IT and the Balanced Scorecard

During the mid-1990s, Robert Kaplan and Dick Norton developed the ideas for a Balanced Scorecard (BSC) approach to measuring long-term organizational performance. Until then, stakeholders relied mainly on financial statements as the chief measure. The BSC approach postulated that a combination of other high-level metrics, combined with financial performance, would be more indicative of a longer-term outlook for continued organizational success. In other words, additional measures, dealing with strategic plans, people management, customer satisfaction and relationships, would provide a more balanced outlook for sustained performance.

The BSC concept is equally applicable to measuring the success of Information Technology service providers and can be much more effective than traditional IT measures. This article explores how a BSC for Information Technology would help both IT executives and stakeholders gauge success and identify areas for improvement.


Metrics are not new to the world of IT service provision. For many years infrastructure measures, such as availability and response time, along with user support measures, such as time to resolve problems and call abandonment rates, have been used. On the applications delivery and support side, on-time/on-budget project performance and user satisfaction with implemented systems have been evaluated. Some organizations have embraced function points as a key measure for productivity trends as well as an effective means for estimating future development efforts. Again, some organizations have specific service level agreements (SLAs) for critical services and rigorously measure actual to target performance on these SLAs.

While very worthwhile, these measures fail to answer such questions as:

• Has IT delivered the right business applications and services to support the important aspects of the business?

• Are the IT professionals well led and well motivated?

• Are the service levels “fit for business” and affordable?

• Are things getting better or worse?

The application of the BSC approach can answer these questions and provide a more reasonable understanding of IT success along with potential areas for improvement.


The accompanying “BSC Dashboard” illustration depicts six “dials” representing a balanced scorecard for IT performance and service delivery. These dials represent what is important to an organization in the leadership for and delivery of these services. Individual organizations and corporate priorities may vary, thus changing the composition and priorities of these dials, but under this model the “dashboard” represents the following:

DIAL 1: IT Leadership

Increasingly, organizations are realizing that IT has to be strongly integrated with many of the critical business processes of the organization’s value chain. In some industries it is viewed as an enabler for strategic and competitive advantage.

This dial tests the ability of the CIO and his/her management team in aligning IT strategies, policies, resource deployment and plans in the best interests of the organization. It also tests the CIO’s ability to play an important role in the development of the organization’s business strategy with fellow executives, thus ensuring that enabling technologies are integrated with business processes, supply channels and delivery channels where practical. Through this, it ensures that investment decision-making for IT resource acquisition and deployment is in the best interests of the total organization.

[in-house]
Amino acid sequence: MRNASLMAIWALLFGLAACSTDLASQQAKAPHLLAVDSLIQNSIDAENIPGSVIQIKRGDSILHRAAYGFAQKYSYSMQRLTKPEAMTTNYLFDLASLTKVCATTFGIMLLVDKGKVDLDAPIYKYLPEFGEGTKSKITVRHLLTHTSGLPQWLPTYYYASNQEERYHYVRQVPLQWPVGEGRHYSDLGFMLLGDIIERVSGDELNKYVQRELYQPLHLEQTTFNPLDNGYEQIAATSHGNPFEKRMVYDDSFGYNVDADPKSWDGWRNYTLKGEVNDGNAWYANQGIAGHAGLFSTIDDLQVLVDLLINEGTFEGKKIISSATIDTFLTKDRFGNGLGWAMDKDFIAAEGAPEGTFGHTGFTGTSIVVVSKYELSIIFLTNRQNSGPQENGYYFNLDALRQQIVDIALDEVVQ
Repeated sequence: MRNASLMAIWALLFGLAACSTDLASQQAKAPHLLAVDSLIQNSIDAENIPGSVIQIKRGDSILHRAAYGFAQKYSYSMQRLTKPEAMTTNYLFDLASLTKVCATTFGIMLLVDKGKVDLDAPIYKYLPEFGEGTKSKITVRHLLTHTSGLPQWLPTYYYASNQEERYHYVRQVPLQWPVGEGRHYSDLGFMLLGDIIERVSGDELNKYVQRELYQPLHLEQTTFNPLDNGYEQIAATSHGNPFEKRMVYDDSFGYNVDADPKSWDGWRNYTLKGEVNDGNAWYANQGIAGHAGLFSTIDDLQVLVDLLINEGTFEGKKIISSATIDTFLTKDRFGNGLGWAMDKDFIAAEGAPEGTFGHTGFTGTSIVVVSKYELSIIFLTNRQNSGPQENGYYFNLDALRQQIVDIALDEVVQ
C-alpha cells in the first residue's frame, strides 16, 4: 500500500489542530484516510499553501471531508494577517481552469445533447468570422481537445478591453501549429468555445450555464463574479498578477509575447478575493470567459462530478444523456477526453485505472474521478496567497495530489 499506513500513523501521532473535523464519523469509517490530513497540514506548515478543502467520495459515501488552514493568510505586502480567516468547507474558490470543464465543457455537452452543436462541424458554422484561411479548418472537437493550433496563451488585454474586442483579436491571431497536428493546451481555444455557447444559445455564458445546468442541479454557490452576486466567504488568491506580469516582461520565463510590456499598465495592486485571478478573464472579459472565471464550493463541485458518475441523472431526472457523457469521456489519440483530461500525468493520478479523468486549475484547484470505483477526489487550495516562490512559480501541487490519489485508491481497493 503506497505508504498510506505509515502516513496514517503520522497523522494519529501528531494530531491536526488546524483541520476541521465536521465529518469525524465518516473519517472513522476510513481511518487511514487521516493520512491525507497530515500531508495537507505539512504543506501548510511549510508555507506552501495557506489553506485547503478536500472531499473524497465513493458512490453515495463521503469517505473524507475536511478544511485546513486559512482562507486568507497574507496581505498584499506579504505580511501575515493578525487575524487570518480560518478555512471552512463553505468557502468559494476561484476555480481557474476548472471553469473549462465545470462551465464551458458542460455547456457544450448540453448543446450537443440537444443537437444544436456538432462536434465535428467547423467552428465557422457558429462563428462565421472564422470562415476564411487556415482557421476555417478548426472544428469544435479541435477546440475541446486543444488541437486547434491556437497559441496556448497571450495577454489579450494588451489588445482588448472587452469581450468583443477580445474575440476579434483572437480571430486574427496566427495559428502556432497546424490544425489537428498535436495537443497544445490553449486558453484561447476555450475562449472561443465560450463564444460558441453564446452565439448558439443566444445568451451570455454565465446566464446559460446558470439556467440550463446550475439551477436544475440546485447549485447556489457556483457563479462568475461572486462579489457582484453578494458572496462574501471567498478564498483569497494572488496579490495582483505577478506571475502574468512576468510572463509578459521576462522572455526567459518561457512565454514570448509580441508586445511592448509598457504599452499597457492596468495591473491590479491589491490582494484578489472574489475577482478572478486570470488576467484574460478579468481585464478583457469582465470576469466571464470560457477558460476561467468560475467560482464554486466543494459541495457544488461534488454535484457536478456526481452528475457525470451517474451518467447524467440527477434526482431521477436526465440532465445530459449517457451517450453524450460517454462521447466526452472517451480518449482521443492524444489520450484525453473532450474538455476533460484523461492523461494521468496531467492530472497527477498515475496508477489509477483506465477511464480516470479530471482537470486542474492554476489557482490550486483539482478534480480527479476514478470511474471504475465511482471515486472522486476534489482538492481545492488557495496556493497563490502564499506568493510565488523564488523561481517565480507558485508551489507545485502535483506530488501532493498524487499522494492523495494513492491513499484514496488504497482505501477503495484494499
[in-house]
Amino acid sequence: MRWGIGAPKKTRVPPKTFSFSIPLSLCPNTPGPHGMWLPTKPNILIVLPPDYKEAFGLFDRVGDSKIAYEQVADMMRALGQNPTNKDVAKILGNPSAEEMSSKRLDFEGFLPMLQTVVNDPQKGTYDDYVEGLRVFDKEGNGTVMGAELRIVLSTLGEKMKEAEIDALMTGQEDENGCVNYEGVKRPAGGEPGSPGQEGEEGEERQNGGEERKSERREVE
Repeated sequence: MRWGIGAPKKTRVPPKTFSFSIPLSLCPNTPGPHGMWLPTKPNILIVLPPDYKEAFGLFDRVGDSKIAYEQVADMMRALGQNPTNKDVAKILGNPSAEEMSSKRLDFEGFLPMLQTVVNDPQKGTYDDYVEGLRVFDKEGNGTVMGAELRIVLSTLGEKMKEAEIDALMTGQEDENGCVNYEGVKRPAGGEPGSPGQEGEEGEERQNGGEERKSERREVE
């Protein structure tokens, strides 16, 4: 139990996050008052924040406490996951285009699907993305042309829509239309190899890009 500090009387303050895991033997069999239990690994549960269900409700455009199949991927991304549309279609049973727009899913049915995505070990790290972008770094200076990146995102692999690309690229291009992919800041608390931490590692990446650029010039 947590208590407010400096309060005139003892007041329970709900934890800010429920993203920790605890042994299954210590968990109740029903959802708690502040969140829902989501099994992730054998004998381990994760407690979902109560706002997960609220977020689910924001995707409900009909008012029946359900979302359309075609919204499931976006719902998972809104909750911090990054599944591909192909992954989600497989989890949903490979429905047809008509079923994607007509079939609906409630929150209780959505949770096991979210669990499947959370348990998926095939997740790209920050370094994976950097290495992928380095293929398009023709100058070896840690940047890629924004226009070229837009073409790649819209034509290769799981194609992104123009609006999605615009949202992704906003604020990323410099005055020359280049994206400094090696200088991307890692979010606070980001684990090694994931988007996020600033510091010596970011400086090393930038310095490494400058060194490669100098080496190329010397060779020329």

Some of the specific measures to assist in positioning this dial include:

• Return on investment from approved business cases;

• Quality of IT’s long-range plans and their integration with organizational plans;

• The correlation between IT resource allocations and important core business processes.

Often, these evaluations may be qualitative, and extensive executive input is required to position this dial.

DIAL 2: Project/Capital Management

The delivery of new or enhanced business applications and services is typically performed through a project identified as part of the capital plan for IT. Sound project management practices and excellent project managers are required to develop quality plans, control project progress to plan, and manage costs to allocated budgets; not to mention to deliver a project which effectively addresses business requirements.

Some of the specific measures to support the positioning of this dial would include:

• “As built” product specifications vs. business requirements (often determined through post-implementation reviews);

• Actual/plan project schedule performance;

• Actual/budget project cost performance;

• Ongoing productivity trends (as measured by function point analysis or equivalent).

DIAL 3: Operations Management

Once new or enhanced business applications and services are delivered through the project environment, they need to be operated, supported and maintained. This dial measures the effectiveness of “fit for business” operational processes, procedures and controls, as well as the effectiveness of cost management within the day-to-day operational environment. Also, longer-term measures should determine whether performance and efficiency are trending in the right direction through continuous improvement programs.

Most large installations have used operational measures designed to indicate availability and responsiveness of various operational services, as well as the professionalism of the individuals involved in day-to-day delivery. What is often lacking, however, is the trend analysis required to monitor performance and productivity improvements. Such a trend analysis is needed to adjust this dial on an ongoing basis.